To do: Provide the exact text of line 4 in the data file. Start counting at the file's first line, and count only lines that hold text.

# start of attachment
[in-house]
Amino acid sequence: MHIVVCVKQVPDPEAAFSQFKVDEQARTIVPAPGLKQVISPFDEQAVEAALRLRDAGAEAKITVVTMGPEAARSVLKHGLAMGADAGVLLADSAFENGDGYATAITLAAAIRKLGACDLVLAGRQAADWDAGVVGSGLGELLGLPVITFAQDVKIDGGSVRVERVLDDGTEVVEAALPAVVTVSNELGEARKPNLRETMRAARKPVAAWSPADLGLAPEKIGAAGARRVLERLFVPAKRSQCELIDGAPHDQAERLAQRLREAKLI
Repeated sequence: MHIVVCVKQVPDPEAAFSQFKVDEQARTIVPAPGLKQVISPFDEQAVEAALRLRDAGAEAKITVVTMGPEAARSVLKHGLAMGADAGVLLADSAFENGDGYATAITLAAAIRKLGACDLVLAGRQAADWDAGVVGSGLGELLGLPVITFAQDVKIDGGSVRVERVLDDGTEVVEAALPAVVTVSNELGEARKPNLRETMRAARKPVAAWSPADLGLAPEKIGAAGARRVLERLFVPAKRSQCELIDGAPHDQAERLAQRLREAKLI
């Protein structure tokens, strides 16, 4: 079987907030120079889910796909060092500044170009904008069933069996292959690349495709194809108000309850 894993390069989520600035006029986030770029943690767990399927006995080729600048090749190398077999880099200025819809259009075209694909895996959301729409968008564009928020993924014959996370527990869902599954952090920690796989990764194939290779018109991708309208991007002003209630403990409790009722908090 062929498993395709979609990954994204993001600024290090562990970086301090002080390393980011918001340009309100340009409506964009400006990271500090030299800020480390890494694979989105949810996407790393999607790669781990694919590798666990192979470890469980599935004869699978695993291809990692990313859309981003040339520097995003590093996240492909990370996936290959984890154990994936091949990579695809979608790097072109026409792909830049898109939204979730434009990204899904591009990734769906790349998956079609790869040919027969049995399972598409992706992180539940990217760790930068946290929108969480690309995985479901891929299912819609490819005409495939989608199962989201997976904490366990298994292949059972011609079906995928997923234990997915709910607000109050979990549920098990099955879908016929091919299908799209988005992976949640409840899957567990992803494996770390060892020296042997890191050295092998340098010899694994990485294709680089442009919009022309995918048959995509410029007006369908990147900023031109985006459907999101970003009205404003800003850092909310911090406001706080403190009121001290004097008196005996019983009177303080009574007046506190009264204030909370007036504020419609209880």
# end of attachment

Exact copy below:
């Protein structure tokens, strides 16, 4: 079987907030120079889910796909060092500044170009904008069933069996292959690349495709194809108000309850 894993390069989520600035006029986030770029943690767990399927006995080729600048090749190398077999880099200025819809259009075209694909895996959301729409968008564009928020993924014959996370527990869902599954952090920690796989990764194939290779018109991708309208991007002003209630403990409790009722908090 062929498993395709979609990954994204993001600024290090562990970086301090002080390393980011918001340009309100340009409506964009400006990271500090030299800020480390890494694979989105949810996407790393999607790669781990694919590798666990192979470890469980599935004869699978695993291809990692990313859309981003040339520097995003590093996240492909990370996936290959984890154990994936091949990579695809979608790097072109026409792909830049898109939204979730434009990204899904591009990734769906790349998956079609790869040919027969049995399972598409992706992180539940990217760790930068946290929108969480690309995985479901891929299912819609490819005409495939989608199962989201997976904490366990298994292949059972011609079906995928997923234990997915709910607000109050979990549920098990099955879908016929091919299908799209988005992976949640409840899957567990992803494996770390060892020296042997890191050295092998340098010899694994990485294709680089442009919009022309995918048959995509410029007006369908990147900023031109985006459907999101970003009205404003800003850092909310911090406001706080403190009121001290004097008196005996019983009177303080009574007046506190009264204030909370007036504020419609209880």